Amped Wireless RTA15
When it stormed into the 11ac scene in 2013, Amped Wireless sought to make a name for itself in the areas of performance and range, promising “up to three times greater coverage than standard 802.11ac routers.” The key explanation from Amped’s literature explains: “A high power 700mW dual band, 802.11ac Wi-Fi router, the RTA15 features three high gain, 5dBi antennas and ten total power amplifiers, the most ever used in an Amped Wireless Wi-Fi product. The amplifiers include two 2.4GHz 700mW amplifiers, four 5.0GHz 700mW, 2-Stage amplifiers, and four advanced, low noise amplifiers. The cutting-edge technology packed into the RTA15 gives it the ability to stream high quality media at faster speeds to multiple devices at once, with ease.”
The RTA15 provides a theoretical 300 Mb/s on its 2.4GHz band plus 867 Mb/s over its 5GHz radios, making it an AC1200-class product that still retails for $160. Realize that the RTA15 uses a 2x2 antenna array, so AC1200 is the best you’re going to see. Stepping up into a 3x3 array potentially lifts the 2.4/5 mix to 450/1300 Mb/s, which is why 3x3 dual-band routers commonly advertise being “AC1750.” Of course, AC1750 costs more, so we wanted to see if a souped-up AC1200 like the RTA15 could hold its own against AC1750 technology or whether it would suffer the same fate as our formerly reviewed 2x2 11ac disaster, Belkin’s AC1200 DB.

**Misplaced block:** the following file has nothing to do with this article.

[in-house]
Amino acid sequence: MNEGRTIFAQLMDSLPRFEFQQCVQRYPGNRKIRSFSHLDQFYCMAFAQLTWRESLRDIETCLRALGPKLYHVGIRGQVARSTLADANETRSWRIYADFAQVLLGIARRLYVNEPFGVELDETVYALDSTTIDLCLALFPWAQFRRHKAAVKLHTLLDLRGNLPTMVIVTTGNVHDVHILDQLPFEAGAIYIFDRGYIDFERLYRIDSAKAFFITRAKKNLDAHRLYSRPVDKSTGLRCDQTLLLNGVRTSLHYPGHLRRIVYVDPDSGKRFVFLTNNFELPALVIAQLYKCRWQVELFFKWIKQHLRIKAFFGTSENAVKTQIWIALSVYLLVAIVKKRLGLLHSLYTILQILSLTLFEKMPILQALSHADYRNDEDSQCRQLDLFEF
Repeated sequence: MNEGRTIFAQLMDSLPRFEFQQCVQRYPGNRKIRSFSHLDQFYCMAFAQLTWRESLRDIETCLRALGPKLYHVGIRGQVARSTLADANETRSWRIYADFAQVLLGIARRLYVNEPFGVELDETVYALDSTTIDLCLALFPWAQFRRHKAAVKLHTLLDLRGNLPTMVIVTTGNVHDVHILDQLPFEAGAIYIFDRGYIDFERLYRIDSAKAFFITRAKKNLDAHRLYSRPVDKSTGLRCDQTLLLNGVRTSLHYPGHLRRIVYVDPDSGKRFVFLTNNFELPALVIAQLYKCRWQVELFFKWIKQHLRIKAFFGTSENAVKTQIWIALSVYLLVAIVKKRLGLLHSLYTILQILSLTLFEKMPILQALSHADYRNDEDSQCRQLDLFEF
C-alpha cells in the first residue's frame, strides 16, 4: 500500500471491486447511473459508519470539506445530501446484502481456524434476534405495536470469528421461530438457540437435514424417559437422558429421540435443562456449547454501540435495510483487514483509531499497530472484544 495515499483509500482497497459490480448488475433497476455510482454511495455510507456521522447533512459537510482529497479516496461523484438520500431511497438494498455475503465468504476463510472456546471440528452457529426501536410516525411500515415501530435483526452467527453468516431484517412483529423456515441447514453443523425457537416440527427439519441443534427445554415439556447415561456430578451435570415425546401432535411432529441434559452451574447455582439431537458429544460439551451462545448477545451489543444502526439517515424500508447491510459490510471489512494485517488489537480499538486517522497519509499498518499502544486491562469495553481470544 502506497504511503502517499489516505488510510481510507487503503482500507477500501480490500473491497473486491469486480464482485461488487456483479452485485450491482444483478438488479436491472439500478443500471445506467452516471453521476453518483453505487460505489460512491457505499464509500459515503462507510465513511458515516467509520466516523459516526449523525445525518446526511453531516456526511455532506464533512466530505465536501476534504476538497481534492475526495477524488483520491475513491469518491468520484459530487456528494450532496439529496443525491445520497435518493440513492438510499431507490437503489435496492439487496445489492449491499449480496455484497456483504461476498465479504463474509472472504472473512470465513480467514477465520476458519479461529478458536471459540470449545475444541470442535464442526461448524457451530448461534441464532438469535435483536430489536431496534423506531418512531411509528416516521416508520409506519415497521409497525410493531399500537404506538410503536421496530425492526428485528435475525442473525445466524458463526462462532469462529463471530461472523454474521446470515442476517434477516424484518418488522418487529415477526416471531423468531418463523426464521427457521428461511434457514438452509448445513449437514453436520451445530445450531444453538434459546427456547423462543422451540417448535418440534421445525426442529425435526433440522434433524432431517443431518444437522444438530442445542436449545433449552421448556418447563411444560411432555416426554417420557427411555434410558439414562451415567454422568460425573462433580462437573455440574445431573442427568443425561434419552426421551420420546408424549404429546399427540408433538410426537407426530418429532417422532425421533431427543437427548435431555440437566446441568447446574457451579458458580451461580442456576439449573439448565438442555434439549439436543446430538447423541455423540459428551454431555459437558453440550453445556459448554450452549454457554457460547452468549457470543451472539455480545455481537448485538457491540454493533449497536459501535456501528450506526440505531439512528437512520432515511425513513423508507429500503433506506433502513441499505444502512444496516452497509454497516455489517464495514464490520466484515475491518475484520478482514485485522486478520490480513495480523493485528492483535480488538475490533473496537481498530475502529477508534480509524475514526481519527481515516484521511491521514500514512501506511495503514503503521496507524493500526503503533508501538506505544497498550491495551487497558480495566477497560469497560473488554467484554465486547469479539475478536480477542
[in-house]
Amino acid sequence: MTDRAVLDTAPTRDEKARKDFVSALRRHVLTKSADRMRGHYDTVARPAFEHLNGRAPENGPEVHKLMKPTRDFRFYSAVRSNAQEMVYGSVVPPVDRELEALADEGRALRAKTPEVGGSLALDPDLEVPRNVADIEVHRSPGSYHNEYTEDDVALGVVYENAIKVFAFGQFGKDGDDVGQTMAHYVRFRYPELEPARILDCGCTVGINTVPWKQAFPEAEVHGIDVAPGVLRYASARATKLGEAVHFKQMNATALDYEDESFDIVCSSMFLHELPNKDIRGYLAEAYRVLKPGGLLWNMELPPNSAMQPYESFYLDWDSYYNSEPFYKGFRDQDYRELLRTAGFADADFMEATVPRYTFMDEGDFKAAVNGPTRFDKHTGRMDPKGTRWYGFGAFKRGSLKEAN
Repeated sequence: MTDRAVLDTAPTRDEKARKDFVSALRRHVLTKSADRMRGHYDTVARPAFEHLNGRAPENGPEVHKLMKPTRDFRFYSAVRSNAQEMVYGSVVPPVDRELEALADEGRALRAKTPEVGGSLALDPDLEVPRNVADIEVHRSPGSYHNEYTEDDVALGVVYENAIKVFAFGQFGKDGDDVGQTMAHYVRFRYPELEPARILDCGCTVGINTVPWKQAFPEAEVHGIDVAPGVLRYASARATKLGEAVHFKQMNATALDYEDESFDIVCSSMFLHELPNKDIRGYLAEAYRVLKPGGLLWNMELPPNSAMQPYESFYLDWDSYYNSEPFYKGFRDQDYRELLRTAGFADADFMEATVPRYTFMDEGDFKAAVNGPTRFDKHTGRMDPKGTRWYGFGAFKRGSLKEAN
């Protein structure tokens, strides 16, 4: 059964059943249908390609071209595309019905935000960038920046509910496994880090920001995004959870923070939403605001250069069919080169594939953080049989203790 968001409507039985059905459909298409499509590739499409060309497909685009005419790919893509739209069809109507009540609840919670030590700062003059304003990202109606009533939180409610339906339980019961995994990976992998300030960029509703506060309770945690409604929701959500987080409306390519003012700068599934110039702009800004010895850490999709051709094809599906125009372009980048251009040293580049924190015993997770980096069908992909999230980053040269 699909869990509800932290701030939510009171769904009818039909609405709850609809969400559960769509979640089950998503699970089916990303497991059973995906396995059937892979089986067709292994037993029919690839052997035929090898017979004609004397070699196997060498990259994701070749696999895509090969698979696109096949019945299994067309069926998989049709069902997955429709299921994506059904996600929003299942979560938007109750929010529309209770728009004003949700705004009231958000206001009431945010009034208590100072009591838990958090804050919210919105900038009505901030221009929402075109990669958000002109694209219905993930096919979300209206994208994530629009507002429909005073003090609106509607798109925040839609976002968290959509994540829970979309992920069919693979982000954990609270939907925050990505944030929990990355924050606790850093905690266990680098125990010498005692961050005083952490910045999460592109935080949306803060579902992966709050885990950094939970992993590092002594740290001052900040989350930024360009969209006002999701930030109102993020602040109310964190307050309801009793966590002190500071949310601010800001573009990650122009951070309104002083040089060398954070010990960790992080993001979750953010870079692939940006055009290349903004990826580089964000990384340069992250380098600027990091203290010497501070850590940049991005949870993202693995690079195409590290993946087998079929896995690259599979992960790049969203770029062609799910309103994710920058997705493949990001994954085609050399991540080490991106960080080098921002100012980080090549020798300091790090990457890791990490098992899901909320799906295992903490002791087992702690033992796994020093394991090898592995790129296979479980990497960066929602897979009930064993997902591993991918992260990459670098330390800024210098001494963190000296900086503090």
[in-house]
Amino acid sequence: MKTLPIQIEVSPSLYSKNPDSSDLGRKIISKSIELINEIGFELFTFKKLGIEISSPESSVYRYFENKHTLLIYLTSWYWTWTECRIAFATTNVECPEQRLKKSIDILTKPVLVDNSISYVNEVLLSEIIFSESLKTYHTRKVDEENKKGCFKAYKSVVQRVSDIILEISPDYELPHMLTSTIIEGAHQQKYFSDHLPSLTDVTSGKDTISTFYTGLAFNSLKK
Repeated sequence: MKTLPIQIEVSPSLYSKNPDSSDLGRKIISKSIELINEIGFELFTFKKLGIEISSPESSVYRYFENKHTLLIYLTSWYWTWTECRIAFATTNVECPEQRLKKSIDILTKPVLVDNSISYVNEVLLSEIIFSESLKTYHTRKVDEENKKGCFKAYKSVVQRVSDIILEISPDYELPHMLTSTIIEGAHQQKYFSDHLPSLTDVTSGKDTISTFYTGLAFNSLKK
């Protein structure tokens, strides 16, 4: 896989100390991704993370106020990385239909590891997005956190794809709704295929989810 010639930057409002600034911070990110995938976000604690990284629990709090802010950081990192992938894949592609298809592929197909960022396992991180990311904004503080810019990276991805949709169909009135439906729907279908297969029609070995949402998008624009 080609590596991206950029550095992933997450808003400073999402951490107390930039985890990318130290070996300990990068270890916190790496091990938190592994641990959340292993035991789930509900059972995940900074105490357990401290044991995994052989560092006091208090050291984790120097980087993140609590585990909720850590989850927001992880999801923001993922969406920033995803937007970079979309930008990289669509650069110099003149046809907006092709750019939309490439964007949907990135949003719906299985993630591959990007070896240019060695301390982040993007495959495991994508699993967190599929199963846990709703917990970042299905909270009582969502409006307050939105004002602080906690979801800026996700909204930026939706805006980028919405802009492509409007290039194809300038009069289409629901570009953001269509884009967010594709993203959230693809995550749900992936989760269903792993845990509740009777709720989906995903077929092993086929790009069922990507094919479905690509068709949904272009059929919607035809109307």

The darling of our prior round+up returns to see how it fares under harsher conditions. The AC66U was our clear victor under regular testing, leveraging its 3x3 array (AC1750) for most impressive results. We would love to pit a model like this against Asus' own four- and six-antenna routers someday to see if, when and how much diminishing returns set in as antenna counts (and prices) climb. For now, though, we’ll be content to see if our old assessments conducted with standard testing continue to hold up under these new, more challenging scenarios. As it is, the A66U still sells for $155 on Amazon.
While it delivered fair performance previously, we wanted the R6300 in this mix to see if Netgear’s 3x3 configuration might have some unexpected twists waiting in it. Now only $127, it would be a coup if this AC1750 router could pull a rabbit out of its hat, especially being one of the few models around with internal antennas. Note that Netgear’s follow-up, Nighthawk, reverts to using external antennas. There may be a lesson there.
Netgear Nighthawk R7000
If the R7000 uses a 3x3 antenna configuration, why does it advertise AC1900 rather than AC1750? The 5GHz spec still notes a top-end 1300 Mb/s throughput. However, the 2.4GHz side ratchets up to a theoretical 600 Mb/s if the client has matching “performance mode” support for 256-QAM. Our 3x3 802.11ac Asus client adapter (the PCE-AC68), one of the few client options available during our testing, only supports up to 64-QAM, so we missed this little perk. Even today, Intel’s top integrated 11ac client adapters for notebooks, the Dual Band Wireless-AC 7260 and 7265, are 2x2 (AC1200) products, so we feel we’re still hitting near the top of current client capabilities. Other sites have examined AC1900 client performance and found it to be equivalent to AC1750 at best. Regardless, you will still pay a premium for the Nighthawk R7000 at $184.